Have you been to Art on 12th, or commonly known as The Art Box? Not an artist? That doesn’t matter. Art on 12th is an arts community that includes 9 studios, 2 classrooms and a gallery. “Sister” stores and galleries are located in Crozet and Charlottesville.
On Sunday, November 19, 2017, between 2:00-4:30 pm the artists in residence will open their studios to showcase their original works of art to the public and other artists in the area. 13 studios will be open. The majority of the artists who will be displaying their works are painters. But, painters using a variety of mediums, in an assortment of sizes and surfaces and levels of creativity that will peak your interest to learn more.
Some of the featured artists are as follows:
- Melinda Arthur-works primarily on small panels in oils, but enjoys working in pencil as well. Specializes in pet portraits.
- David Eakin-a signature member of the Virginia Watercolor Society he has been painting for 30 years. He experiments with oil, Gouache, Acrylic paints and digital paint.
- Cheryl Hawkins-has worked in oils, watercolors but now works almost exclusively in acrylic. Enjoys different surfaces and adding collaging, stamping, texture and/or colored papers.
- Jim Hoban-enjoys both drawing and painting. Has a clear understanding of composition and color.
- Anne Novak-her favorite medium is glass enamel on copper. Creating such pieces is fascinating to her. More immediate work is completed with pigment sticks.
- Purnell Pettyjohn-everyday observations expressed in vivid watercolor colors.
- Christine Rooney-a freelance artist, she works in painting, drawing, pastels and encaustic painting.
- Amanda Sandos-through a practice of painting with non-toxic products, upcycling and recycling she explores the concept of “Animanity.”
- Rosalie Day White-small, quiet figures and landscapes showcasing small scale, jewels of light, form, value and shape.
Art on 12th and The Art Box are housed in a building built in 1924, on the corner of 12th and Grace Streets, 422 12th Street. The upper floor houses the artist studios with French doors and huge windows to allow light to flood the spaces. The mezzanine level is where you will find the classrooms. The main level is The Art Box–Lynchburg, Virginia’s premiere source for all things art. Supplies for all ages and art abilities including painters, sketchers, pastel artists, printmakers, potters, bookmakers, fabric and leather artists, writers and gift givers.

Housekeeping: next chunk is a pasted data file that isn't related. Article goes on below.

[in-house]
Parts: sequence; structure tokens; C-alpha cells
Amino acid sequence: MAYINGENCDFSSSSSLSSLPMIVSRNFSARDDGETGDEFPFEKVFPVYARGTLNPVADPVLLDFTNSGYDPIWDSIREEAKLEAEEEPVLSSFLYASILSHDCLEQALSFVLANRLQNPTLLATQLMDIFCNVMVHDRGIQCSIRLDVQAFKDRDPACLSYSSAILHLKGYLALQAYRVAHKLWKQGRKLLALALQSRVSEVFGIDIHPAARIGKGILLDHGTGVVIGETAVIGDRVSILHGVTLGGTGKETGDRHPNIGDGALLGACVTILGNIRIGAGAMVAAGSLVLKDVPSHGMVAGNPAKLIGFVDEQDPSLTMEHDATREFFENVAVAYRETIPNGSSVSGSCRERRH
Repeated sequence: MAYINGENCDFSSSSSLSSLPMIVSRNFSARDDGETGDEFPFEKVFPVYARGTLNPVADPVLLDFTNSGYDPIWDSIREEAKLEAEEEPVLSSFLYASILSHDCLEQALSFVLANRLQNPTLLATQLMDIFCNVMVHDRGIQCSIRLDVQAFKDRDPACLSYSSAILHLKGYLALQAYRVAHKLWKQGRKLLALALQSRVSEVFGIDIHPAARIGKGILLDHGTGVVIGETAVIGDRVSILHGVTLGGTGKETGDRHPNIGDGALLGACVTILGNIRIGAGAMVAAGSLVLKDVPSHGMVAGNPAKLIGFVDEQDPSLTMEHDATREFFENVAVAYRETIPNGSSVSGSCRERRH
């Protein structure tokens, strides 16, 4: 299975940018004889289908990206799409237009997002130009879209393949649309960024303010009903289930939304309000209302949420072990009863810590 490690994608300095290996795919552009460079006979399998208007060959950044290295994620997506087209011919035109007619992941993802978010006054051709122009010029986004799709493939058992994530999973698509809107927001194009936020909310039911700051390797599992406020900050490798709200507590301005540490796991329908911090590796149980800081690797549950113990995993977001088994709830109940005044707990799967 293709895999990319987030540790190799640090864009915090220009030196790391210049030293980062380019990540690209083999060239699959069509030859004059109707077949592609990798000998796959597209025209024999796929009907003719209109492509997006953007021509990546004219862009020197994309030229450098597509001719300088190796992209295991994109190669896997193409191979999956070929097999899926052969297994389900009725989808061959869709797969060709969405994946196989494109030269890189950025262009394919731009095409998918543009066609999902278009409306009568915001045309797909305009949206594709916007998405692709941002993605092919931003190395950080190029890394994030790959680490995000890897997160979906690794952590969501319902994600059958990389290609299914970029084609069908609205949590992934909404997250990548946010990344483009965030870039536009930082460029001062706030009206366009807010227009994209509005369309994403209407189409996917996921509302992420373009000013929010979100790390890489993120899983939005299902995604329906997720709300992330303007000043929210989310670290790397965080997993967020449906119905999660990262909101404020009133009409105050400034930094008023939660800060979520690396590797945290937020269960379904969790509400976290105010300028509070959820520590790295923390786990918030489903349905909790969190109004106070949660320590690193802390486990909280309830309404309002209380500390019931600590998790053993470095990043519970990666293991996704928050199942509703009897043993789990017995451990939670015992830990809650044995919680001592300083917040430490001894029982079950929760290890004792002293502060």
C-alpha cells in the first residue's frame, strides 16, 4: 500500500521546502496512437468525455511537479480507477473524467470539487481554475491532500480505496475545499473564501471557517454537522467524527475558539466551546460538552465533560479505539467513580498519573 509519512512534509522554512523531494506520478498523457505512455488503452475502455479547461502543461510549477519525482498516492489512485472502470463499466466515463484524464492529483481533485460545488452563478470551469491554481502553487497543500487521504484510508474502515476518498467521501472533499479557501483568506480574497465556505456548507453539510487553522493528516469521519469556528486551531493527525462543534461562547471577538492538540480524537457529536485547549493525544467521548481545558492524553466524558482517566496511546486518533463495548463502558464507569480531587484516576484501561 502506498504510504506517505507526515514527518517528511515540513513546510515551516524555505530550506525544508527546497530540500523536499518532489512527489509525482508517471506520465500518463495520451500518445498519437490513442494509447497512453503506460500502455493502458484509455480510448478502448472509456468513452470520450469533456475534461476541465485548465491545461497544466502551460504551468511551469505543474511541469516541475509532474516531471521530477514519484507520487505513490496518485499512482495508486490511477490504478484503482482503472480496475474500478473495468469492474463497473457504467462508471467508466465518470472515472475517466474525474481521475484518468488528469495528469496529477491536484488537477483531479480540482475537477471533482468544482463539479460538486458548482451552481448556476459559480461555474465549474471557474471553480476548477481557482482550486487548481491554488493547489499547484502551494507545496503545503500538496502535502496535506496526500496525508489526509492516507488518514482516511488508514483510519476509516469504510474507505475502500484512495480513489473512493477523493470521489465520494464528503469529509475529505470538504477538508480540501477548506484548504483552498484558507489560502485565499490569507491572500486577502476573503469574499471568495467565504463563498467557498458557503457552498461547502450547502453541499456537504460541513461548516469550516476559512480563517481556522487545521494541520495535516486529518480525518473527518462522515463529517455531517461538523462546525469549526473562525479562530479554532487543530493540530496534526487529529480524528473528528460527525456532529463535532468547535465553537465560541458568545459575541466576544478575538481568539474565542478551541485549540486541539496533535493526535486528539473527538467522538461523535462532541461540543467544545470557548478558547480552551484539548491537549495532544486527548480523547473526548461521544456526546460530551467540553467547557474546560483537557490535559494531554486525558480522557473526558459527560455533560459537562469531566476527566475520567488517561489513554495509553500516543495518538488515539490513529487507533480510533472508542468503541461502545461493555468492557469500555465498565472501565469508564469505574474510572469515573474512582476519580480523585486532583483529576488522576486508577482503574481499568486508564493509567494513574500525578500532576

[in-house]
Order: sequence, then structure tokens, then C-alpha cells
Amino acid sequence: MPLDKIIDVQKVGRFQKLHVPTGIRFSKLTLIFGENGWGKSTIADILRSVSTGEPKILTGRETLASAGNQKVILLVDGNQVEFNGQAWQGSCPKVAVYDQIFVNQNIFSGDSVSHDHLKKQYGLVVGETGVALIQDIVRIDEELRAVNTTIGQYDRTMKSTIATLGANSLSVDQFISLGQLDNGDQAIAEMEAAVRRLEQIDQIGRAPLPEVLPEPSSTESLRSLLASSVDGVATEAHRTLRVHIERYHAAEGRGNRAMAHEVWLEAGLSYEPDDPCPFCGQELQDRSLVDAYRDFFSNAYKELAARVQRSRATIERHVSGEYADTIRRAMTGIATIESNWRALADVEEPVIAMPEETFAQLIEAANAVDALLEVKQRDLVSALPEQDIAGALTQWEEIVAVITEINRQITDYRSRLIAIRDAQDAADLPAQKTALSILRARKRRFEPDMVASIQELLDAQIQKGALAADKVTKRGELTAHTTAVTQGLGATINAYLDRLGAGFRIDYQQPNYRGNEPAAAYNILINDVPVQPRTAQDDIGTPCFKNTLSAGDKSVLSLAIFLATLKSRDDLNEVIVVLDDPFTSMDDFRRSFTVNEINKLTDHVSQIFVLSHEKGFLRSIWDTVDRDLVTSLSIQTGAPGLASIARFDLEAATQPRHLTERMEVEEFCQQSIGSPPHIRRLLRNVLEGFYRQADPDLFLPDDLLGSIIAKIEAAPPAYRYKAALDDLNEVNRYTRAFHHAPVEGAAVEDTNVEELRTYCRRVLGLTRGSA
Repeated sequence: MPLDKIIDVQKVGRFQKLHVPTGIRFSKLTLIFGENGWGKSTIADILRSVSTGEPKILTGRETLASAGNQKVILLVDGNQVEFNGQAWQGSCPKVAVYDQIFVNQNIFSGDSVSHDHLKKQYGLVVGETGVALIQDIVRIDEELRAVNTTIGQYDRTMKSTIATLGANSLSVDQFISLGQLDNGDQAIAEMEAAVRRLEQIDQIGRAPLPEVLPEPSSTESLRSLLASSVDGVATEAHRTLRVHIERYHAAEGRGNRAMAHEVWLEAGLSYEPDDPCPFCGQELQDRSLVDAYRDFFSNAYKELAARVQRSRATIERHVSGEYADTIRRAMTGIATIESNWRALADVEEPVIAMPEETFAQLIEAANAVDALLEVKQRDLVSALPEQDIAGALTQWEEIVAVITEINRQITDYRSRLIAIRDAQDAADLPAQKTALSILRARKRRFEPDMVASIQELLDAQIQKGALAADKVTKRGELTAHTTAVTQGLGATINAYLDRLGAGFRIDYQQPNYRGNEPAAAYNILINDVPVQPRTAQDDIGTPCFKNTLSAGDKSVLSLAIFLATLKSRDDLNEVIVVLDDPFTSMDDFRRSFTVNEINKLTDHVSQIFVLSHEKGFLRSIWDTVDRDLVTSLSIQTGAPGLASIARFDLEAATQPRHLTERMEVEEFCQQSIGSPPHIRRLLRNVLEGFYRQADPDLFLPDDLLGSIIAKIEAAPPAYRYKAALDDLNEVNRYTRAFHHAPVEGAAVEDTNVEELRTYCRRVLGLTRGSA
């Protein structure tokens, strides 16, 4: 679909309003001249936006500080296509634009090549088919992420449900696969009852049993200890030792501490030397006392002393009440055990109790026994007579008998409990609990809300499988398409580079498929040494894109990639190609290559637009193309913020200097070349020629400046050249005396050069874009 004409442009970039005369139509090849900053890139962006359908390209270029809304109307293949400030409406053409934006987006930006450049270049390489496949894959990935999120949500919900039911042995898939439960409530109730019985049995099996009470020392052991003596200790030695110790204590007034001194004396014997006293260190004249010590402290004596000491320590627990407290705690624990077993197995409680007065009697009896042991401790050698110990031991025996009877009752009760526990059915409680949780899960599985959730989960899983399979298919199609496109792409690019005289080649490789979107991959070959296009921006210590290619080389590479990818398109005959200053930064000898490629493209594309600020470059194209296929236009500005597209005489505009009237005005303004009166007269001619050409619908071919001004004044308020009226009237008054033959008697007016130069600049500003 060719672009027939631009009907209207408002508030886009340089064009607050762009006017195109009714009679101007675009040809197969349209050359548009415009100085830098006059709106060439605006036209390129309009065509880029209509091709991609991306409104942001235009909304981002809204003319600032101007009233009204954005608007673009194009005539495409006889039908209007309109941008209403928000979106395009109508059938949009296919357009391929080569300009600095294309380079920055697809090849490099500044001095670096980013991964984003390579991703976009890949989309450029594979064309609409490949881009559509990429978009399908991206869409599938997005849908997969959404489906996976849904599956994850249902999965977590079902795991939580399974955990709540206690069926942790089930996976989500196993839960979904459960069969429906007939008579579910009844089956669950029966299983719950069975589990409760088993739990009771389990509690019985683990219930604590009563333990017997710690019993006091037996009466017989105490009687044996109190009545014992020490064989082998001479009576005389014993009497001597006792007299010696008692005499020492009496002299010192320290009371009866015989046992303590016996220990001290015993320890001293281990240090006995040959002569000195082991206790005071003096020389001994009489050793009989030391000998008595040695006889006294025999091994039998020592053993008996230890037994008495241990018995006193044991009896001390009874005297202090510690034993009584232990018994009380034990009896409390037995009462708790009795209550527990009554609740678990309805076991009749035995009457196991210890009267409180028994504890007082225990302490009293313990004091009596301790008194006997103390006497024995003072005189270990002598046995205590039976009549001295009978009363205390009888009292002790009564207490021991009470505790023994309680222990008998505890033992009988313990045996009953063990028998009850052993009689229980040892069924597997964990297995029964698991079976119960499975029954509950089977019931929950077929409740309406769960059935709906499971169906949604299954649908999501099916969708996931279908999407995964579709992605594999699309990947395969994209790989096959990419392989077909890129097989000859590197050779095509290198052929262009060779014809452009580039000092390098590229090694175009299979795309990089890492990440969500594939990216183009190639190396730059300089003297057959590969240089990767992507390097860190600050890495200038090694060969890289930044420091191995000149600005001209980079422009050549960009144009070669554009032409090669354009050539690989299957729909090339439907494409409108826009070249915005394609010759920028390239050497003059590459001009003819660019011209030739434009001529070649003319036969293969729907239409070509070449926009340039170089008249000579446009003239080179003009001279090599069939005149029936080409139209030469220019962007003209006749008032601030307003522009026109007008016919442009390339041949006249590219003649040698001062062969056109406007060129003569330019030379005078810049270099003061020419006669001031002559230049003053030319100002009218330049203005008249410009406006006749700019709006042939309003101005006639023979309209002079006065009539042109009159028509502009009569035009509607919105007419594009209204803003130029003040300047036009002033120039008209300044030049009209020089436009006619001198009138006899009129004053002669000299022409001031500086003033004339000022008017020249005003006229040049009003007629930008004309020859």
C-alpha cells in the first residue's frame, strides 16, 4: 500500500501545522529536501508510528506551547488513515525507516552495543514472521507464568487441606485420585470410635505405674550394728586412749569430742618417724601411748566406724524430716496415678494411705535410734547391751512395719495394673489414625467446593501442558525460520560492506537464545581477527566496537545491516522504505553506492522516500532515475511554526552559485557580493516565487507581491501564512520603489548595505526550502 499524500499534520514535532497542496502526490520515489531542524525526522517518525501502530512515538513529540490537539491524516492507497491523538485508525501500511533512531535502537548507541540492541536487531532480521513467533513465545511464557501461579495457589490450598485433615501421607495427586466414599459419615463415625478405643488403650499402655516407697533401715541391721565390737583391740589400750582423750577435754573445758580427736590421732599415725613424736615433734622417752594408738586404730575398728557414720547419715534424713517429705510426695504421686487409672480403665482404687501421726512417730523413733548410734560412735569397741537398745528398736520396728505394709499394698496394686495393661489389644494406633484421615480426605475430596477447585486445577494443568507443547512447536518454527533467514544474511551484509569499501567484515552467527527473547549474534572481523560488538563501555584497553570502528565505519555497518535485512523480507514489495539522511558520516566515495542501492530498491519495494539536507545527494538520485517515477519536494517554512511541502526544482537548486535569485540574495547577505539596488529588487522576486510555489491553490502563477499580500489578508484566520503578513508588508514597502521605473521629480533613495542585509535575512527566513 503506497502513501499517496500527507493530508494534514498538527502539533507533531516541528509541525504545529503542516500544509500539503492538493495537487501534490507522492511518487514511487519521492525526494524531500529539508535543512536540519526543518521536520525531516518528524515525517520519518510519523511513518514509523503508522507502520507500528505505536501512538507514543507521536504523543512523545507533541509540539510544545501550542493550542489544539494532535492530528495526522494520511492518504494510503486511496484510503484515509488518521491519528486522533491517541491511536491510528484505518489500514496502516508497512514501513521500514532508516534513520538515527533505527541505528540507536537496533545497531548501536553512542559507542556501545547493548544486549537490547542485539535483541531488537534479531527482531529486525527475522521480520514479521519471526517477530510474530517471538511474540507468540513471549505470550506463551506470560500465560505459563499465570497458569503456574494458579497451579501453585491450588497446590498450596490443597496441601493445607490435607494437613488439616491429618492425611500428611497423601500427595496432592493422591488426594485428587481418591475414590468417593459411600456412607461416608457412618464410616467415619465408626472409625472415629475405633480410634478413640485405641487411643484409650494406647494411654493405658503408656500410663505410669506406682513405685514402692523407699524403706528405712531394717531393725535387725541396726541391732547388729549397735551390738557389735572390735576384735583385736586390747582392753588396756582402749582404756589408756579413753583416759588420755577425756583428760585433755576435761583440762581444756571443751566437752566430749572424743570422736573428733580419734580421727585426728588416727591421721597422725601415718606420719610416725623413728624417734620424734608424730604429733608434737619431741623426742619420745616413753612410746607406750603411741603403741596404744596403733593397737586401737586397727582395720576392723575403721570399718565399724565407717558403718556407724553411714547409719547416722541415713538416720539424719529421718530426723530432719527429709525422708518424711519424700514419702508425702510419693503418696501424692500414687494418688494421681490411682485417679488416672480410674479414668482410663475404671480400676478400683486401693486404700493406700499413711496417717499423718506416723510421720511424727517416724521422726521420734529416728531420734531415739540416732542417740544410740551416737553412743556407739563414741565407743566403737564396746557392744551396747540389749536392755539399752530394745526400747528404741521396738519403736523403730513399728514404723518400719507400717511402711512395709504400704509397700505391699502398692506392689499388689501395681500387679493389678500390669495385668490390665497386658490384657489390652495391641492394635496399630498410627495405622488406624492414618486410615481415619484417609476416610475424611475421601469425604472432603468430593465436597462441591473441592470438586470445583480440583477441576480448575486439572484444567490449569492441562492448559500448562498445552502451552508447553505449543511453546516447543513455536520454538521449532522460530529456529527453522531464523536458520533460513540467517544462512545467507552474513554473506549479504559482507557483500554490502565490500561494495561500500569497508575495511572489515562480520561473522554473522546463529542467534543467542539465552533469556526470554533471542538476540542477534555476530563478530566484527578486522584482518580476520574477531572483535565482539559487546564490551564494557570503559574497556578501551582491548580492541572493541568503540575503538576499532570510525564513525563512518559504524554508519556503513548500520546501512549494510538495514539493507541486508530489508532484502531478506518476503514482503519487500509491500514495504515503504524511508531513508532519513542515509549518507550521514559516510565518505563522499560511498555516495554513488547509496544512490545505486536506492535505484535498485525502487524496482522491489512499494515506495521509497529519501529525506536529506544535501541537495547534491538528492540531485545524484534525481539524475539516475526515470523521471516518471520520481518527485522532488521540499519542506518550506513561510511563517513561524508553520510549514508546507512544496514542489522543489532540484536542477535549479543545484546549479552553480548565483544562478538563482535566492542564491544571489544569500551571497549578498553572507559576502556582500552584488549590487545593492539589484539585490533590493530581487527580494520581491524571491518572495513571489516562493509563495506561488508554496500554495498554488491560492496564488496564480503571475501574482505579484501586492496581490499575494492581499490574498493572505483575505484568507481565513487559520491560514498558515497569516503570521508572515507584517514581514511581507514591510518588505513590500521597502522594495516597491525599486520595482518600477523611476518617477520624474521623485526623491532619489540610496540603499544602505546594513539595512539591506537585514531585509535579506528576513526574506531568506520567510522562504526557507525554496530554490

The store has an ever-changing selection, for all ages, of letterpress and artisan designed cards, fountain pens, tote bags, candles made from recycled wine bottles that are scented to mimic your favorite varietal of wine and jewelry.
Classes are offered throughout the year in all types of art, for all ages and all skill levels. Visit their website www.artboxvirginia.com or call the store 434.401.1620.
Fifth and Federal has been open for almost one year. The newest barbeque restaurant in Lynchburg, Virginia is off to a great start. Perhaps it’s the delicious food, unique drinks, smooth bourbons and whiskey or maybe it’s the unique atmosphere. Fifth and Federal’s claim to fame may be their whiskies, but their true Southern fare is enjoyed by all.
Located in a renovated Esso Gas station, at the traffic circle at Fifth and Federal Streets, some of the original history and decor remain today. The gas station began operating in 1924. The restaurant is divided into several dining areas. You may choose to dine in the open and airy dining room, in the lounge by the fireplace or al fresco. The outdoor dining space is the largest in downtown Lynchburg, complete with a wrap-around fireplace.
The head chef, Rufus Rucker, has over 30 years of experience preparing Southern-style cuisine. He loves to concentrate on slow smoked barbecue. He smokes pork, beef, wings and a wonderful White Vermont cheddar. All of the meats are smoked between eight to 15 hours. Sometimes as you drive around the traffic circle you can smell the aromatic scents from the kitchen and smoking area.
The menu has a good selection of starters, salads, burgers, sandwiches, sides, desserts and of course the famous barbecue. Some of the unique menu items included are listed here. Appetizers: Cracklins’, 3 types of Tater Tots, Jalapeno Hush Puppies and Bateau Birds (wings). Burgers include: the Fifth Street (with an egg and cheese), the Southern (with corn relish, smoked tomato cream cheese, jalapeno and avocado), or the Hogtown (with pulled pork, house-smoked bacon and bacon-bourbon jam). Salads and Sandwiches include: a grilled chicken spinach salad, the 801 sandwich with oven-roasted turkey, Virginia ham, house-smoked bacon, greens, tomatoes and provolone cheese, a Virginia Cuban with Virginia ham, pulled pork, Swiss cheese, pickles and mustard or the Pinto that has pimento cheese, lettuce and smoked tomatoes. The barbecue includes pulled pork, brisket, baby back ribs, smoked pork loin and a smoked combination platter (pulled pork, beef brisket, pork loin and 1/3 rack of ribs). Sides include various mac and cheese dishes, potato salad, sautéed greens, house cut fries or hush puppies. Save room for some authentic beignets (but topped with a bourbon sauce and house smoked crumbled bacon), southern-style seasonal bourbon cobbler or Southern-style cheese cake.